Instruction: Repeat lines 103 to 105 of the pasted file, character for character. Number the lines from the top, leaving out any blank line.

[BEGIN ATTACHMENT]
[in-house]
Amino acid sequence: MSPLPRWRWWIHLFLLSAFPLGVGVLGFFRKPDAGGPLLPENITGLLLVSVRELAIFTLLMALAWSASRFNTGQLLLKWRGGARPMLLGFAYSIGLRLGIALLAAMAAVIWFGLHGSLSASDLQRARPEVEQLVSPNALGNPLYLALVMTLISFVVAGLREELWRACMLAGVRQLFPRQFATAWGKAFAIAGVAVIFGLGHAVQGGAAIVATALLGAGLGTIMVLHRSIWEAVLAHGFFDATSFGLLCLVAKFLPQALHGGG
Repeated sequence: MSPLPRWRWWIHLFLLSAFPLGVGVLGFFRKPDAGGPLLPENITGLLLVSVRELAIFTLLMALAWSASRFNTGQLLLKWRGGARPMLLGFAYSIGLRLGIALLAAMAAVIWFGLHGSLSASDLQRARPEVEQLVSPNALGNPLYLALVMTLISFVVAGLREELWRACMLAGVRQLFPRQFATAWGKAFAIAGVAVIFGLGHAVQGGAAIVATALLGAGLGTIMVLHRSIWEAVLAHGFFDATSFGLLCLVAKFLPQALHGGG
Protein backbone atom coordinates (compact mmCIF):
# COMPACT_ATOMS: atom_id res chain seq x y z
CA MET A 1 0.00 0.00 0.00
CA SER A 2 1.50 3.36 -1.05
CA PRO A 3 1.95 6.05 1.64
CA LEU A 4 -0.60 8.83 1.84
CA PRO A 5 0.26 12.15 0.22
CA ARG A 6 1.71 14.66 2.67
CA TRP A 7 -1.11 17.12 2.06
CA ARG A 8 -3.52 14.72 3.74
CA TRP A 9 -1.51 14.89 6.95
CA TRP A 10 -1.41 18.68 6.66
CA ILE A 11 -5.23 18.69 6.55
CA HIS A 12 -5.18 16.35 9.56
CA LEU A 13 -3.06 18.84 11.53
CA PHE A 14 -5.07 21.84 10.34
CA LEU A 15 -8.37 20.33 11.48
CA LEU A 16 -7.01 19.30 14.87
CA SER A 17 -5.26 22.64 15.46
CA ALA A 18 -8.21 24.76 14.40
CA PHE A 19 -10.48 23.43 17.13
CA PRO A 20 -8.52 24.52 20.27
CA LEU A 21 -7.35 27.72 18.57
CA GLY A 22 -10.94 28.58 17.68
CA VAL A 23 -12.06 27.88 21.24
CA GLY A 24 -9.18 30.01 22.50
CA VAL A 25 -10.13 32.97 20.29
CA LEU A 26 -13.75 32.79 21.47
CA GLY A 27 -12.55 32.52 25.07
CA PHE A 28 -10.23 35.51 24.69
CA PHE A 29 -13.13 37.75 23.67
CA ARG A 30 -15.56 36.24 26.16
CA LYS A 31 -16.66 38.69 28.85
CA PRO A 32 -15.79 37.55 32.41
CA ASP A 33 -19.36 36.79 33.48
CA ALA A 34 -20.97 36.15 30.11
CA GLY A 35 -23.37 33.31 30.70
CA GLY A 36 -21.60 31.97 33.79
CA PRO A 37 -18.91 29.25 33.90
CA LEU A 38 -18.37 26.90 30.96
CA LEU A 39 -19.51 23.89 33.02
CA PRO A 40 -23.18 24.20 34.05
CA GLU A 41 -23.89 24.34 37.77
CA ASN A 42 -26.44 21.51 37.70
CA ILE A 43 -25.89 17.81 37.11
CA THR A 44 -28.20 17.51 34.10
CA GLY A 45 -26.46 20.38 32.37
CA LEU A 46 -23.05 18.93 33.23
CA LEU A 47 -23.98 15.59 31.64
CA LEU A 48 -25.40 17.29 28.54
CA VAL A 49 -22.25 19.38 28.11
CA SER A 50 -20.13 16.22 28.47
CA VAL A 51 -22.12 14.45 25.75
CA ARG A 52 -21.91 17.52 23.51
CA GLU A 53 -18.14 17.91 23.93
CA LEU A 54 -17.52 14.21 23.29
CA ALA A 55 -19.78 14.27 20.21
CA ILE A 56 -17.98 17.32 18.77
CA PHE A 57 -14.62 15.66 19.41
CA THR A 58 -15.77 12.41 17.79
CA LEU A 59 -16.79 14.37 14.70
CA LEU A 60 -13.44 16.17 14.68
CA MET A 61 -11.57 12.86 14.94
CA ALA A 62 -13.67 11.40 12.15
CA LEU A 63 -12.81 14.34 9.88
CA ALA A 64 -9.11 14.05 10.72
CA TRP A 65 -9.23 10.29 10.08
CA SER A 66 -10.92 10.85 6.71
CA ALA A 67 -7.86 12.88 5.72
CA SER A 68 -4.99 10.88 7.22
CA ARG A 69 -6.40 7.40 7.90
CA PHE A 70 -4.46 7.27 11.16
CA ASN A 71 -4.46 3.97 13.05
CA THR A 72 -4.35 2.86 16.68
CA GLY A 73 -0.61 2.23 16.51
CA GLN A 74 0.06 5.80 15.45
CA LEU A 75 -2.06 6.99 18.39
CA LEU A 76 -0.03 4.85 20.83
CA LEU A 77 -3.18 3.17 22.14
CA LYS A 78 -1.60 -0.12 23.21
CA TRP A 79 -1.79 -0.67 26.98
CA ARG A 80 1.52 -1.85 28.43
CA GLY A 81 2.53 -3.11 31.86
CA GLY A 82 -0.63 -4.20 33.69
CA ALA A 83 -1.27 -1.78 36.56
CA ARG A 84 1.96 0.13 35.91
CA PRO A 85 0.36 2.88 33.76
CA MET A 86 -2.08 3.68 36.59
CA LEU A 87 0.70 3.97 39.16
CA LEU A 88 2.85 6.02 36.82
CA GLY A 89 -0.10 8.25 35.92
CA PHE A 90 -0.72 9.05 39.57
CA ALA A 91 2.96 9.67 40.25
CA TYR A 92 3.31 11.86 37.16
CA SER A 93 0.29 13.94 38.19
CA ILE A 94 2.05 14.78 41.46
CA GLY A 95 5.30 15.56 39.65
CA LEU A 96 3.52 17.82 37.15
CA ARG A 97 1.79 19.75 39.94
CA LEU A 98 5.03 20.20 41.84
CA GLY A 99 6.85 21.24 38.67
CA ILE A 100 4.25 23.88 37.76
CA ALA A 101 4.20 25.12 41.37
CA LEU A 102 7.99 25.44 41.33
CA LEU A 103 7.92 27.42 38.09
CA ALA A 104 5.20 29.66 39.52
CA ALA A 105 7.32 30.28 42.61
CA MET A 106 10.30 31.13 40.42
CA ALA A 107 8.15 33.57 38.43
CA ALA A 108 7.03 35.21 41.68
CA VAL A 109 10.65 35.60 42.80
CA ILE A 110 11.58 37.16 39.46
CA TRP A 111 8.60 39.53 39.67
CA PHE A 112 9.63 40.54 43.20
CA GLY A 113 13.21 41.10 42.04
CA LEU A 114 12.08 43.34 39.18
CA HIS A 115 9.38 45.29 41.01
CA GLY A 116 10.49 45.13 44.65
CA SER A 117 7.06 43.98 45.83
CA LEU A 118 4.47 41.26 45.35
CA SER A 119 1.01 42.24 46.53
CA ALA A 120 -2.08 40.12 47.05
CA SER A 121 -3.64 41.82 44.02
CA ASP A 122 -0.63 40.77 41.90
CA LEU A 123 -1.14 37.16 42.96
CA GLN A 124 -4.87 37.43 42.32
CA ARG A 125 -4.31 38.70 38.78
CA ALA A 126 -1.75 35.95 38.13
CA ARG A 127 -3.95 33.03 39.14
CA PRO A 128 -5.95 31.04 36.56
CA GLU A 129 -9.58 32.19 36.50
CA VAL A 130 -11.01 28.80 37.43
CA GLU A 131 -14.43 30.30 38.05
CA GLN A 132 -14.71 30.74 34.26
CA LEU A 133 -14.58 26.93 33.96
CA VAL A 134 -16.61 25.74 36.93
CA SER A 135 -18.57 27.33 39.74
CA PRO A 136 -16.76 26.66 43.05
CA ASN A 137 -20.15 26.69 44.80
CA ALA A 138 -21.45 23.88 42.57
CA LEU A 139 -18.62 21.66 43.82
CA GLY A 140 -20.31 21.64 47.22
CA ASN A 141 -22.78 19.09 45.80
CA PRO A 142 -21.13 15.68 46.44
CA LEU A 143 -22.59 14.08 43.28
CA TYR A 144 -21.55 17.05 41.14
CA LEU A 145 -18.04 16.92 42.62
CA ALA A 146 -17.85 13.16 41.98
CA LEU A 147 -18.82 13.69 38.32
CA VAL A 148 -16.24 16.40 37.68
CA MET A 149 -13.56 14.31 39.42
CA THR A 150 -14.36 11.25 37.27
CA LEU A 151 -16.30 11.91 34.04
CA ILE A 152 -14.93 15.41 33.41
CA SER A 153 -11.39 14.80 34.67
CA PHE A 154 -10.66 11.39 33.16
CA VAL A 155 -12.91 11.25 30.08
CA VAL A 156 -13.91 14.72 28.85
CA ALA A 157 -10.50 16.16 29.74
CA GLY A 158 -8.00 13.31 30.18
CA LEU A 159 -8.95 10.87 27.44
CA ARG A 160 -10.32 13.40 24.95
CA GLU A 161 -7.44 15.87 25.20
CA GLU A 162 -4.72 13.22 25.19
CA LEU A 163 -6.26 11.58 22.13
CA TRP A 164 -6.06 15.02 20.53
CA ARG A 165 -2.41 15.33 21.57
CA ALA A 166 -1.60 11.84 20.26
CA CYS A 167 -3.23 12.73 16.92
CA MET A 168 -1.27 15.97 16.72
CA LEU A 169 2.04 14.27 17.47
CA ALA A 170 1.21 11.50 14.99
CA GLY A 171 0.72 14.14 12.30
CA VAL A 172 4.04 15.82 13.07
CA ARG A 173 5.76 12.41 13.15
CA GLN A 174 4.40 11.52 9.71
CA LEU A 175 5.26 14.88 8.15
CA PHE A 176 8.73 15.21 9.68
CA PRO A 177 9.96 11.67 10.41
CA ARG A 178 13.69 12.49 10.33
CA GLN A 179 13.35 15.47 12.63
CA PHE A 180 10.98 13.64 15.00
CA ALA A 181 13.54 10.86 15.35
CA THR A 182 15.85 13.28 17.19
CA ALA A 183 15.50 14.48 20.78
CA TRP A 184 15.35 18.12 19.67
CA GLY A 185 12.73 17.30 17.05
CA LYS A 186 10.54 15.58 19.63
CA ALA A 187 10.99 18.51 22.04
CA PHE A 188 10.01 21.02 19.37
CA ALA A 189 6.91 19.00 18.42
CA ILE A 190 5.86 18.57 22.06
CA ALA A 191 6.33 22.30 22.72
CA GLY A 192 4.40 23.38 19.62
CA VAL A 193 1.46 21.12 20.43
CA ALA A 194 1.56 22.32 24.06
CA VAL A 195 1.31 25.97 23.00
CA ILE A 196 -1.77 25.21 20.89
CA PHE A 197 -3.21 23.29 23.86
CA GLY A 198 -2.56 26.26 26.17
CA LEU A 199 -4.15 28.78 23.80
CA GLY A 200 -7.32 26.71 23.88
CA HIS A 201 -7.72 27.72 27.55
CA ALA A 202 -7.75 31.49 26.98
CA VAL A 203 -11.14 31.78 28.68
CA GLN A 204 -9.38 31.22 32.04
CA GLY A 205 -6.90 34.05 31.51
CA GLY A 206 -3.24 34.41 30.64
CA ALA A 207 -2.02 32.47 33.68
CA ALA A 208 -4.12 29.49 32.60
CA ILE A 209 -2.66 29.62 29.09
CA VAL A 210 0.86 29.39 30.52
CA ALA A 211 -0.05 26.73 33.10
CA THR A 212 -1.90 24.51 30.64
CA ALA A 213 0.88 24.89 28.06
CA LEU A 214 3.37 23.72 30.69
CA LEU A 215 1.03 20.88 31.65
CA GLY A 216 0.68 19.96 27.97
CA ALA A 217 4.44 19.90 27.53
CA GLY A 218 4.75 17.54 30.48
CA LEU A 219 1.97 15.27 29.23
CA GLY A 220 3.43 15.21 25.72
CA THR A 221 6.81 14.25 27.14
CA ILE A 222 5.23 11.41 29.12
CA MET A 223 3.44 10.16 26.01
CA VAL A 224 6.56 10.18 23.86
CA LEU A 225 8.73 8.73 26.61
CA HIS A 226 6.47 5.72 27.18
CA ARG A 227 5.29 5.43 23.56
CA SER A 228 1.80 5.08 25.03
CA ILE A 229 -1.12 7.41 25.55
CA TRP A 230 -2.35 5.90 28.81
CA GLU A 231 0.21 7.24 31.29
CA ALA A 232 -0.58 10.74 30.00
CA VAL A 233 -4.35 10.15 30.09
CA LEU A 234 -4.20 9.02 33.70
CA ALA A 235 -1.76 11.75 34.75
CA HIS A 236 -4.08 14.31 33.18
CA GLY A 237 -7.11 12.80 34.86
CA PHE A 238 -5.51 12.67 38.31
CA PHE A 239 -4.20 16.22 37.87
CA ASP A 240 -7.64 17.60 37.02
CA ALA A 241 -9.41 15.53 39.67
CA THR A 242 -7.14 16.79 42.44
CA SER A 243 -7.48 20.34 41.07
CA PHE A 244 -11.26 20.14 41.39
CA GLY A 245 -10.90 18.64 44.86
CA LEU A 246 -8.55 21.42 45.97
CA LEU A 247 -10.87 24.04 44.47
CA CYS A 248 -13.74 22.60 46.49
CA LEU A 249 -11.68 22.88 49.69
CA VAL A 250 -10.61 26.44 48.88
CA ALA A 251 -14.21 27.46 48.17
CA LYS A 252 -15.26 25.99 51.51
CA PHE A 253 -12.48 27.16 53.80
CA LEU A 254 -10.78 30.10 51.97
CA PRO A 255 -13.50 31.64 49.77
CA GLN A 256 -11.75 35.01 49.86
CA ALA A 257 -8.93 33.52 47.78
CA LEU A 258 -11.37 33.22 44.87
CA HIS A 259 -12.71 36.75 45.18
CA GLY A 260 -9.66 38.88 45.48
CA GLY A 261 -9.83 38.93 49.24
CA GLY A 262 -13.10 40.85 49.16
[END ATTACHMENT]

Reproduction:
CA LEU A 98 5.03 20.20 41.84
CA GLY A 99 6.85 21.24 38.67
CA ILE A 100 4.25 23.88 37.76